TALLINN - The first-ever Ice Cricket World Championship, held on Tallinn's Harku Lake on March 4, ended in an overall draw between Surrey's Polygon and the Upminster 2nd team. Both clubs scored 14 points in the round-robin affair, wherein 3 points were awarded for every win and one for each draw. The overall high scorer of the day was Polygon with 76 for 3 in 6 overs.
"The teams performed superbly well, although the highly organized Polygon team from Surrey were vastly superior to all but one of the teams taking part. Only Upminster 2nd team could cope with the pace and ferocity of the Polygon team," said organizers.
Newdigate Cricket Club came in third place with 10 points, while Estonia's team tied for sixth and last place with the Surrey club A Few Good Men, each taking away only 3 points.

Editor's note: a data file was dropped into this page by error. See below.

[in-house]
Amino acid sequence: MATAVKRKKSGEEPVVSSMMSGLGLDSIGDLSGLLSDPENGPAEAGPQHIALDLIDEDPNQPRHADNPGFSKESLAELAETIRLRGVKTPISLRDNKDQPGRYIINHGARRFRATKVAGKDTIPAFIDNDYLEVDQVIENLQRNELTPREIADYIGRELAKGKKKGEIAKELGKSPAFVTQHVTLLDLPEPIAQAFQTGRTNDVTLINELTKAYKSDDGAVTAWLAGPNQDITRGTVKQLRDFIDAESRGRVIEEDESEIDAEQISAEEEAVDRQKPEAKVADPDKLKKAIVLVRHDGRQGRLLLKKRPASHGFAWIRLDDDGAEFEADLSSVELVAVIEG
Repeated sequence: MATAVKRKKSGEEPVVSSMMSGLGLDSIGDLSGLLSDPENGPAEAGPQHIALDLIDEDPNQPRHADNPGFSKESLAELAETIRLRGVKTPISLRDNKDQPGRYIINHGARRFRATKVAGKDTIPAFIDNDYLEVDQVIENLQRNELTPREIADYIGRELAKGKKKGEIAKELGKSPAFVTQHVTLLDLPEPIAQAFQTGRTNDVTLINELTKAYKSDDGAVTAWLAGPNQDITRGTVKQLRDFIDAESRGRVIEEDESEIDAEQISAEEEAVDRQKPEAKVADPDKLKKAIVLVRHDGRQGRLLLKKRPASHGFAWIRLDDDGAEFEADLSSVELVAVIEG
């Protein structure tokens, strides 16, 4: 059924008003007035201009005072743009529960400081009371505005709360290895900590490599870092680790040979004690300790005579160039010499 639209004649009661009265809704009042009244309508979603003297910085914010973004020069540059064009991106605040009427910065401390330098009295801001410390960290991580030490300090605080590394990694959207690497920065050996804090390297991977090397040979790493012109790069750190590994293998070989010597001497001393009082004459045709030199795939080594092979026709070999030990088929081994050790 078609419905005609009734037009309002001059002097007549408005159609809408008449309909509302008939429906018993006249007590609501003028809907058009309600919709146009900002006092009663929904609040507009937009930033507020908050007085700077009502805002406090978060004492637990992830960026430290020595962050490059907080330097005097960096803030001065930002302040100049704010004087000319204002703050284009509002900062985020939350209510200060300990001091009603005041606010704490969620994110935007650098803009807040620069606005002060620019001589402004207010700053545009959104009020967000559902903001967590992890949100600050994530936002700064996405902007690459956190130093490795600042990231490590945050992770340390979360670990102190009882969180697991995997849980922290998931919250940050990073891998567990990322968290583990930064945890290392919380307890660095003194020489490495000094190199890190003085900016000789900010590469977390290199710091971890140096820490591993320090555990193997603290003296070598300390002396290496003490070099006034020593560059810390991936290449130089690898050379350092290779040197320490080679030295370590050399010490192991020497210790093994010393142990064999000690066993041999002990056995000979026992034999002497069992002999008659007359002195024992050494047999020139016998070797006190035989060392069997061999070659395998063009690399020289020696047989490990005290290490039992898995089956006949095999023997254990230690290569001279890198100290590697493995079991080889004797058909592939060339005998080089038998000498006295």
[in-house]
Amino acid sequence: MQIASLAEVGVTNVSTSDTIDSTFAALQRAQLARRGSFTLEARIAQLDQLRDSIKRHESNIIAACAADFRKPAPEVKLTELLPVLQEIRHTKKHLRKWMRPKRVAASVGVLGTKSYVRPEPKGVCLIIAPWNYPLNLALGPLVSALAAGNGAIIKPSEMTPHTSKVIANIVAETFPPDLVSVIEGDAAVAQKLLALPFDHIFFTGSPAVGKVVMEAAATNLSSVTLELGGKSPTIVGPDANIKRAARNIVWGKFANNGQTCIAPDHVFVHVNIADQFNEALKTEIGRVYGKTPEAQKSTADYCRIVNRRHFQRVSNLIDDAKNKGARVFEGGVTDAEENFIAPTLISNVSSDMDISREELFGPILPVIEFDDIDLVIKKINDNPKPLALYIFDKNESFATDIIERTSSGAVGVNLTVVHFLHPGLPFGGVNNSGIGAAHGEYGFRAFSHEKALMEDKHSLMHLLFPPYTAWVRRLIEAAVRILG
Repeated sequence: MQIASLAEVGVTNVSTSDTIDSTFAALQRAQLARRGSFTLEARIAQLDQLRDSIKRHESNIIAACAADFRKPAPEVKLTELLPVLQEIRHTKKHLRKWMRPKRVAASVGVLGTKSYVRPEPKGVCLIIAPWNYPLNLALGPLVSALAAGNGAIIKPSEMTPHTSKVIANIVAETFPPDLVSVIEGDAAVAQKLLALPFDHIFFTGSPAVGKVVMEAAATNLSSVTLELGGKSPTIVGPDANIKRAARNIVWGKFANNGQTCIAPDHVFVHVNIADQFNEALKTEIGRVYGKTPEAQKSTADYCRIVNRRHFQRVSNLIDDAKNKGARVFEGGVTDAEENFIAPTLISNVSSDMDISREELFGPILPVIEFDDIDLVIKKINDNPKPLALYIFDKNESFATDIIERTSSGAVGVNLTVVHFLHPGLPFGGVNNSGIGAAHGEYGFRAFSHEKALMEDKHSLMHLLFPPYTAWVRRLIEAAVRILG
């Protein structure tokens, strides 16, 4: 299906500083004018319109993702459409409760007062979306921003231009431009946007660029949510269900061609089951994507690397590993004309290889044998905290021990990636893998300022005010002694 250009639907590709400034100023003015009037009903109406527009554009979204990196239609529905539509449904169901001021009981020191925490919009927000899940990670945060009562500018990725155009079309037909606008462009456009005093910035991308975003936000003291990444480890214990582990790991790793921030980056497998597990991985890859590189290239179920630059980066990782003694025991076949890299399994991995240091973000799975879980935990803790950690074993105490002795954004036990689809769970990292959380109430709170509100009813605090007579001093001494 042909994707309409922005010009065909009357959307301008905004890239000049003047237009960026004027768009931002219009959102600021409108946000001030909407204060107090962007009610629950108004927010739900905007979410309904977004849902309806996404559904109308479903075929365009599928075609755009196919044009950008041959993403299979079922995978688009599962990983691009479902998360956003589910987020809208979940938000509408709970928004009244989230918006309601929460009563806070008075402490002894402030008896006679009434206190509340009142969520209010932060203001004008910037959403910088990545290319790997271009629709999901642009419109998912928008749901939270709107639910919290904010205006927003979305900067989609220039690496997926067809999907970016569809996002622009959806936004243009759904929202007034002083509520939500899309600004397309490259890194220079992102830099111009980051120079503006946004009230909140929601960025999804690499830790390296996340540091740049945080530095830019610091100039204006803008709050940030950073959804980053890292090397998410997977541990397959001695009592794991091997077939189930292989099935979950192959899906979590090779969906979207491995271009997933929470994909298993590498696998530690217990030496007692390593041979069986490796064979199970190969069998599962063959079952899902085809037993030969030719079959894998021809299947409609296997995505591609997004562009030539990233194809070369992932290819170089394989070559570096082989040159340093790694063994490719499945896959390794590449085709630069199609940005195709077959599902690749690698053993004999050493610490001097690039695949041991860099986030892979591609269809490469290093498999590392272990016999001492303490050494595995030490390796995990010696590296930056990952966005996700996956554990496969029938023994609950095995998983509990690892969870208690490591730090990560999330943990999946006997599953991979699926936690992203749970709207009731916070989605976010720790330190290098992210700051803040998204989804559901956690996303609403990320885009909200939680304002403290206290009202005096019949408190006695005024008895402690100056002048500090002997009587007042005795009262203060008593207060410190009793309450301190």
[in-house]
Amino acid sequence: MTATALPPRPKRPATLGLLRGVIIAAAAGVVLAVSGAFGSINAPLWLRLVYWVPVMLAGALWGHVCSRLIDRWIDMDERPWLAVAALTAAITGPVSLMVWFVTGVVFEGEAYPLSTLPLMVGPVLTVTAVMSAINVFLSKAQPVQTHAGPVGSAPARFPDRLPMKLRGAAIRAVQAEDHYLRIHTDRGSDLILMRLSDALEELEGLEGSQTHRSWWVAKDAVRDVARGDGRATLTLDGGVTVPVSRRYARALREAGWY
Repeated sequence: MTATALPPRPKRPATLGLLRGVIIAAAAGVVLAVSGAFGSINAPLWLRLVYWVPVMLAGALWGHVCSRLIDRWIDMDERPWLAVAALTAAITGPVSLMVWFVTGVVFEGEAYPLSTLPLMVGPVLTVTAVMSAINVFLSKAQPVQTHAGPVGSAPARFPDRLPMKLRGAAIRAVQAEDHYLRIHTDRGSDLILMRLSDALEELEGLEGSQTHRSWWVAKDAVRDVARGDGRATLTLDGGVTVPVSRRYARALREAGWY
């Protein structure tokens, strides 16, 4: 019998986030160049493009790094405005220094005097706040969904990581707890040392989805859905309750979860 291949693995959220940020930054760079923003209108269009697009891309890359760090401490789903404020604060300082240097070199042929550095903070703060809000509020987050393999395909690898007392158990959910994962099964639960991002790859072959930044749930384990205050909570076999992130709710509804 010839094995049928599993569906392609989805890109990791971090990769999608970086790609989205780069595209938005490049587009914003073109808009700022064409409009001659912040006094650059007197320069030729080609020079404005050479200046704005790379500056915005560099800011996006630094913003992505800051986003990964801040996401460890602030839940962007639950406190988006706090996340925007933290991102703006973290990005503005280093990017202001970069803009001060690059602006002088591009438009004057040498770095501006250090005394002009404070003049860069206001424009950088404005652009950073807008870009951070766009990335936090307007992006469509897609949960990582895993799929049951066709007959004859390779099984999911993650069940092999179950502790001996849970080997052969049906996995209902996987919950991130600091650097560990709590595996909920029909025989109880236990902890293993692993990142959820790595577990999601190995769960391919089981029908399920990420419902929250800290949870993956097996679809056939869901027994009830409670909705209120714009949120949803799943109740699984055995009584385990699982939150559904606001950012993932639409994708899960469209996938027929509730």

On the home team, James Ramsden was the highest scorer with 28 runs, while Kersti Uueni proved the best bowler, with 2 wickets for 10 runs.
Called "real ice cricket," the novel sport is the invention of Tallinn-based expatriate Jason Barry, who captains the Estonian team. It is a variation of the summer sport of cricket, but played in a six-a-side format on frozen lake ice. Harku Lake, on the outskirts of Tallinn, is the primary pitch, though when the weather turns warmer the action moves indoors to the Jeti Ice Hall.
"I got the idea from seeing the ice fisherman on the lake each year and wondered if it would be possible to use this 'temporary sports arena' for taking away the winter boredom. It turned out to be perfect," said Barry in a press release.
Now an officially recognized part of the cricket touring calendar, it attracts over 40 teams to Tallinn from January to March, and has gained the attention of international media.
The Ice Cricket World Championship was a club tournament in aid of Comic Relief, a UK organization that raises money for global children's charities.
More information on the sport and the Tallinn club is available at the Estonian Cricket Association's website, www.cricket.ee.